Monday, 14 September 2015

The Donnington Way

In the early days of CAMRA, Donnington Brewery in the Cotswolds was widely seen as the ideal of the small, rustic, country brewery. The brewery stood in a picture-postcard location by a pond with a watermill, it brewed some distinctive, although maybe a bit rough-edged, country beers, and had a small estate of classic stone-built Cotswold pubs all within a few miles. It was owned and run by Claude Arkell, a member of the Swindon brewing family, as an individual sole trader – it wasn’t even a limited company.

In the early 80s, I lived for a few years in Surrey and so regularly travelled up to visit my parents in Cheshire. The Cotswolds were roughly half-way, and so it often seemed a good idea to stop off at a Donnington pub for a pint and a bite to eat. The Coach & Horses at Ganborough, on the A424 just north of Stow-on-the-Wold, very close to the brewery, was a particularly convenient location. They used to do a very good Stilton Ploughman’s.

Over the years, I managed to visit 12 of their original 17 pubs, which must be the highest proportion for me of any brewery in the country. I’ve been to four or the original “Bathams Eight” and, over a long period of time, have been in about half of Robinsons’ much larger tied estate, but that remains a personal record. Since then, they disposed of two of the 17 – the Bell at Winchcombe and the Merrymouth Inn at Fifield – leaving 15, of which I have visited 11, or 73%.

The pubs were mostly venerable buildings of Cotswold stone, and had a distinctive, welcoming, down-to-earth atmosphere with beer prices well below the local average – this in an area noted for its snobbiness and wealthy residents. The picture on the right is the Golden Ball in Lower Swell. However, it seems that in the 1960s Mr Claude was bitten by the modernity bug, and many of them had been opened out and furnished in a faux-rustic style with wobbly-edged tables that even in the early 1980s seemed very dated. The Black Bear in Moreton-on-Marsh was particularly notable for this.

Also they had a flirtation with keg (or probably top-pressure) beer that persisted into the CAMRA era. The beers were the rare Mild, the “ordinary” BB and the “best” SBA. They were good, enjoyable beers, but, as said above, maybe a touch rustic and artisanal. In itself, that is no bad thing, but they were never going to be the best beers in the land.

I moved back to the North-West at the end of 1984 and so wasn’t passing through the Cotswolds so regularly, but I’ve tried to make the effort to visit at least one Donnington pub if in the area. For a time they seemed to have something of a beer clarity problem – I remember one particularly hazy pint in the Mount Inn at Stanton – but this appears to have been resolved, and my most recent example was fine.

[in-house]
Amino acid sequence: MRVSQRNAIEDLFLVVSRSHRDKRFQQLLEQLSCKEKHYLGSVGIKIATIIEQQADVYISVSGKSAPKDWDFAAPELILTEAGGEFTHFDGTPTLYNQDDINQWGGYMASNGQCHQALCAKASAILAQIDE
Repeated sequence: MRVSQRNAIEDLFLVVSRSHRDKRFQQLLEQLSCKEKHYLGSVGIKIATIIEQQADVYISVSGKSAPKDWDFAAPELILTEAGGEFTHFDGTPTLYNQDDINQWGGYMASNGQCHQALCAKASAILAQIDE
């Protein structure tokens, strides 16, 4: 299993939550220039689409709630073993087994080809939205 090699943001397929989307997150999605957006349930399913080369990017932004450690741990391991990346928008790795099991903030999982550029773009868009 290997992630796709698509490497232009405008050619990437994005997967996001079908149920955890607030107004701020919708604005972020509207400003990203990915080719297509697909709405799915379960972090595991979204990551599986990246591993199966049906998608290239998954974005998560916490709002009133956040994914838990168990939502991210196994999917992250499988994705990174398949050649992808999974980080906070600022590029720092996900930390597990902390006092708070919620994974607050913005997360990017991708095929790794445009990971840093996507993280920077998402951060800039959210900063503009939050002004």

In the past few years they have largely dropped off my radar, and I included them in this blogpost amongst the list of family brewers now largely ignored by CAMRA. Their pubs also feature much less in the Good Beer Guide than they once did. However, in the same week Tyson posted a review of bottled Donnington Gold, which alerted me to the fact that they had now entered the Premium Bottled Ales market. They have always brewed the old-fashioned half-pint bottled beers for their pubs.

A bit more digging revealed that they now have a website, although they haven’t yet made an appearance on Facebook or Twitter. Claude Arkell died in 2007, and the business has passed to two of his cousins, who seem to have cautiously taken a more enterprising approach. They have acquired three additional pubs just outside the fringes of Donnngton’s original trading area, and have introduced an additional beer in Donnington Gold.

I still have a little booklet from the early 1980s entitled “Donnington Brewery and the 17 Cotswold Inns”, illustrated with black-and-white photos which, from the cars depicted, probably date back at least a further ten years. It’s accompanied by a foldout map which, bizarrely, lists the pubs at the bottom with grid references, but doesn’t actually show them on the face of the map itself, so I have written them in myself by hand.

It’s a pity we don’t have more small, quirky country breweries with their own distinctive, tight-knit tied estate, whose beers can only be found in their home territory and don’t turn up in every multi-beer pub the length and breadth of the country.

The Donnington Way is a walking trail connecting all the pubs. The Wikipedia article says that “a ‘Donnington run’ means visiting all 15 pubs in a single evening.” Hopefully with a designated driver!

11 comments:

  1. Ive done 16 Donnington tied houses,i did four in the late 80s and 12 on 7th May 2011.

    Regarding your local brewery Robinsons,i have tried to get most done in Cheshire,Greater Manchester and Derbysire,i have missed the odd one,i have done 247 Robinsons tied houses.

    Joseph Holts brewery was the one i really tried to do after the closure of my local breweries Shipstones and Home Ales,i managed to do 114 Holts tied houses before i stopped visiting Greater Manchester.

    I really like going in a proper tied house which just has their local beers on the bar.

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  2. This is music to the ears of a man who (a) likes old fashioned beer and pubs (b) loves walking and (c) is retired and has nothing better to do with his time.